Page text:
US biotech company flirts with initial public offering

By Aerin Einstein-Curtis

- Last updated on GMT

© GettyImages/zvonko1959
© GettyImages/zvonko1959
Canola seed developer Cibus is filing paperwork related to a potential initial public offering as the company plans for future growth.

The California-based biotech company announced last week that it was taking steps for a proposed initial public offering.

The company filed a “registration statement with the US Securities and Exchange Commission”​ regarding the proposed public offering of shares in common stock for the company.

The number of shares of Cibus Ltd. that could be made available and the price range for an initial offering have not been established at this point, the company said.

It is planning to list its stock on the Nasdaq Global Market using the trading symbol “CBUS.”

Morgan Stanley and BofA Merrill Lynch are set to act as the joint book-running managers for the intended offering, it said.

The company is now restricted from discussing the proposed offering by securities law, it told us.

Cibus research and development

The company raised $70m in a series C funding round earlier this year to support commercialization of its first product – SU canola or a sulfonylurea tolerant version of the oilseed, Cibus said.

The funding generated also was intended to increase the pace of research and development focused on expanding the company’s portfolio of non-transgenic crops, it said.

The next set of crops of interest include flax, rice and potatoes followed other “major”​ crops.

Thus far, the canola variety has been well received in the marketplace, Cibus said. In the initial two years on the market, the feed crop has sold out its inventories and experienced triple-digit sales growth.

The development system uses gene editing to develop desired traits in feed and food crops, the company said.

IPO filing highlights

The filing of the registration statement​ follows the company’s initial release of a proprietary brand of canola seed in the North American market, Cibus said in the filing documents.

The product was relaunched earlier in 2018 in preparation for the future release of other traits.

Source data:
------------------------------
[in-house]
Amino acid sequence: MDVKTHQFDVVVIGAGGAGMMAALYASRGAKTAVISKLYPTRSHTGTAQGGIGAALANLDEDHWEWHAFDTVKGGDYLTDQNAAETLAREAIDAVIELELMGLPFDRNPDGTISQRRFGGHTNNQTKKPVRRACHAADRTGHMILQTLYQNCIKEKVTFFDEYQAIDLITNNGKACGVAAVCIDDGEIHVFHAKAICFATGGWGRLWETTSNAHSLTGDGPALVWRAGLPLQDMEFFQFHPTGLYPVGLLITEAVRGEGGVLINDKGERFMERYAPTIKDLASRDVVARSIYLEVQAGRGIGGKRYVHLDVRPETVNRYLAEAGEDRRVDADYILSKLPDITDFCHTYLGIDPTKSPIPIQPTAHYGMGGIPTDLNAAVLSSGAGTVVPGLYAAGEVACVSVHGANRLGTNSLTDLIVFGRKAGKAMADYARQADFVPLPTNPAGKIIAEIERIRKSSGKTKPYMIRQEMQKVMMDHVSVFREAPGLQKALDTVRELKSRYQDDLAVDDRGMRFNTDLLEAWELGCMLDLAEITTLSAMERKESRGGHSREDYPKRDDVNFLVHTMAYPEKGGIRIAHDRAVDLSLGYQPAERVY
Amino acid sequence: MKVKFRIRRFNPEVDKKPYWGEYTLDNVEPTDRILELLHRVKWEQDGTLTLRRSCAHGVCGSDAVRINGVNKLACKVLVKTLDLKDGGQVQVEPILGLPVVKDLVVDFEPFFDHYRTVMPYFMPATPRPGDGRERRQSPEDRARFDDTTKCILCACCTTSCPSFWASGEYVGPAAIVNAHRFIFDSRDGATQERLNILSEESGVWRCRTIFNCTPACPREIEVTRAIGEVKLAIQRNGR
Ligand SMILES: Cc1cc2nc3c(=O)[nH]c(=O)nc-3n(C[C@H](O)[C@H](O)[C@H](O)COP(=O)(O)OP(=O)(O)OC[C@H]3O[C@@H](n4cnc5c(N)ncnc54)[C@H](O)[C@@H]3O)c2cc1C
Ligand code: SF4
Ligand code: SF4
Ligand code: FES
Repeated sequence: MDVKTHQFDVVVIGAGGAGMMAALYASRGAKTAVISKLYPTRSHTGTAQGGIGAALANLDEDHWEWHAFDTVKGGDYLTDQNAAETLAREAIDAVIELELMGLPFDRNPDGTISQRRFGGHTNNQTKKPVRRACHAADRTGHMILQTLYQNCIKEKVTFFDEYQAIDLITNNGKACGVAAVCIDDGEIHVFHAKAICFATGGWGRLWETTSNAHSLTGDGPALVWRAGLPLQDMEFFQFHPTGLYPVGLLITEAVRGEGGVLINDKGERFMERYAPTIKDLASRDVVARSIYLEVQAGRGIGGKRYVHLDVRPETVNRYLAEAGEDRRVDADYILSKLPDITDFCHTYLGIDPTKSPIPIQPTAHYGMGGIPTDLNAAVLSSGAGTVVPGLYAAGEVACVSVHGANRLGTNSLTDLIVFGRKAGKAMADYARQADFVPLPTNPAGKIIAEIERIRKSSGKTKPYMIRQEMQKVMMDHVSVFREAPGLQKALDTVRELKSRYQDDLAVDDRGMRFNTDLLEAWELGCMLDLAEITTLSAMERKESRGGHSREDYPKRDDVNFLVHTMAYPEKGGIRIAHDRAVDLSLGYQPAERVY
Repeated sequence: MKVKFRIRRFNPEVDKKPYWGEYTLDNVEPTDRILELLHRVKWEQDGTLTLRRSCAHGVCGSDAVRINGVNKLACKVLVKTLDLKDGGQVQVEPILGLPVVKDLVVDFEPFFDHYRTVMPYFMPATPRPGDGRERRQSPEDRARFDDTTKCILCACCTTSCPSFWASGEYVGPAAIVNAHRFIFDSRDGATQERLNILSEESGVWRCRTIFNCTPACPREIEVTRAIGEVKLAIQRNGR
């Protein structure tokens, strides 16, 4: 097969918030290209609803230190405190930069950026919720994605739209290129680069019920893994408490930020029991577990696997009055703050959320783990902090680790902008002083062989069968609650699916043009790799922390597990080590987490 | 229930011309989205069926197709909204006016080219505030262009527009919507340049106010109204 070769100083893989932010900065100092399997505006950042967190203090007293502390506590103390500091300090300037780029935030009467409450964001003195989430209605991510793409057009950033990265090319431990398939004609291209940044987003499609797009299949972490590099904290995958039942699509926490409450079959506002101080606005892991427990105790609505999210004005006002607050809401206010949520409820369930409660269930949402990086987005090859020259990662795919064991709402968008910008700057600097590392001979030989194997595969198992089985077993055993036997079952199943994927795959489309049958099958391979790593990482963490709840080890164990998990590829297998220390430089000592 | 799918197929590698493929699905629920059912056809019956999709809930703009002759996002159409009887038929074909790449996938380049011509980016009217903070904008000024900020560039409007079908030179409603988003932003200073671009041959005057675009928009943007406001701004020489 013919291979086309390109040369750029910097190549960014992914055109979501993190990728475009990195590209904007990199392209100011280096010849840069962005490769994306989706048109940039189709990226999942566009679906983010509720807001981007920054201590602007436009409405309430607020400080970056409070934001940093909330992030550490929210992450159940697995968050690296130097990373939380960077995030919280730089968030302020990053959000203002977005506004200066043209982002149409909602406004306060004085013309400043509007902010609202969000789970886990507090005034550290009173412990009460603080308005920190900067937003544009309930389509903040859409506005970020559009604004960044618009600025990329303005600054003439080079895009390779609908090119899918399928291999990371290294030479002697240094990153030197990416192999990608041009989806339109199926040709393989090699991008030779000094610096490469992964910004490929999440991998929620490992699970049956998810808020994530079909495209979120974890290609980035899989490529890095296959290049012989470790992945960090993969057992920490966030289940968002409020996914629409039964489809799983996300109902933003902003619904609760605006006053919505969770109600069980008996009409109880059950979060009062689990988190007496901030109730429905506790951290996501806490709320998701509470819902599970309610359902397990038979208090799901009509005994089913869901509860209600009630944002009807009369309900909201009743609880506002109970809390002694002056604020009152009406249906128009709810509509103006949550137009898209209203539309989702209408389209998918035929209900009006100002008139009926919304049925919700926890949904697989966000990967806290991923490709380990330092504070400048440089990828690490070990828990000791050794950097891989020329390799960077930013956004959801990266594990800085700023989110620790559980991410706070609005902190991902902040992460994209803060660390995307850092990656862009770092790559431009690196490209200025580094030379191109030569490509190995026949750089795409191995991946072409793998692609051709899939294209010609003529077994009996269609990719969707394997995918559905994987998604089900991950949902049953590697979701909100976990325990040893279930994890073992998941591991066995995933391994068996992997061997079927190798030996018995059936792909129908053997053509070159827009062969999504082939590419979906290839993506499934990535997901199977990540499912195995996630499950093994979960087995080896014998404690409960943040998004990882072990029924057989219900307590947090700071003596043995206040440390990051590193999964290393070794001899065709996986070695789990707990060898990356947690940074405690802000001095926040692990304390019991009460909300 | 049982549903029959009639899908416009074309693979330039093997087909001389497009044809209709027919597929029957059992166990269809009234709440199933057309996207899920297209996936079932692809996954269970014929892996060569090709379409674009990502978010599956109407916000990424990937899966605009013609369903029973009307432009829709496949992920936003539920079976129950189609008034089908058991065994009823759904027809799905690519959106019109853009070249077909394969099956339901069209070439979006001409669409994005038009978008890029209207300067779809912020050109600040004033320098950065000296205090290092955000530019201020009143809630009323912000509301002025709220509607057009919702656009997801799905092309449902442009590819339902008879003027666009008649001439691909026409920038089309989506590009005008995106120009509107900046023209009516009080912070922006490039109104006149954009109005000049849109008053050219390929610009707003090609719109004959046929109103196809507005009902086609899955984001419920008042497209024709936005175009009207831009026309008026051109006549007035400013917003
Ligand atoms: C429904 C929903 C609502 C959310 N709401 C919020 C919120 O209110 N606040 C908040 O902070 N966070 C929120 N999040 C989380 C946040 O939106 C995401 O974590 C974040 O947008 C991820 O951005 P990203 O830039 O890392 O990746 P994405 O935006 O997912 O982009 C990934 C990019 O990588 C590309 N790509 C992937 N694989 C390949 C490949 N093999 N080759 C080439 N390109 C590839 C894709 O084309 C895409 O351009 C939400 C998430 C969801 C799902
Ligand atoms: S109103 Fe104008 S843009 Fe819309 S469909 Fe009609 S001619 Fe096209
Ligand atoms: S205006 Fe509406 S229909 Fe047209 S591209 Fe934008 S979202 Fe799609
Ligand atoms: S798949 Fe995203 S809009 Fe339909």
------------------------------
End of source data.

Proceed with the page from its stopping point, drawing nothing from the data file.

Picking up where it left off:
That initial product has helped establish the company’s brand and build “market confidence”​ in Cibus regarding its abilities and the commercial viability of the non-transgenic gene editing system it uses, the company said.

Cibus also is pioneering a new technology in its rapid trait development system (RTDS), which can be used to customize plant lines with desired traits in a non-transgenic process and in a shorter period than some other development processes need.

Since releasing the SU canola variety in the US in 2016, the feed crop has developed about a 4% market share in the US canola market – based on acres planted, the company said.

The feed crop also has had a limited “pre-launch”​ in two Canadian provinces – Manitoba and Saskatchewan and a full launch in those regions is set for the 2019 growing season.

Additionally, the regulatory authorities in Canada and the US do not consider the oilseed to be a “product of genetic engineering,”​ the company said.

Additional lines of the feed crop with tolerances to other herbicides, yield support and disease tolerances are expected to be released into the North American canola market starting in 2019, the company said in its filing.

And, the second line of commercial strategy is to “develop and license”​ the crop traits to seed companies in markets outside of North America.

“Licensing traits gives us the greatest opportunity to penetrate these markets efficiently, while leveraging our licensing partners’ breeding and commercialization expertise,”​ Cibus reported.

Other crops including rice, soybeans, flax, potato and cassava also are of interest for development, it added.

The company’s intended growth strategy starts with the commercialization of a full line of branded canola seed in North America, then pursuing trait-licensing agreements with larger seed companies in canola and other crops and locations, it said.

It also includes expanding research and development abilities in non-transgenic gene editing and plant breeding, and continuing to interact with regulatory agencies and expanding market share as markets allow for non-transgenic gene-edited crops.

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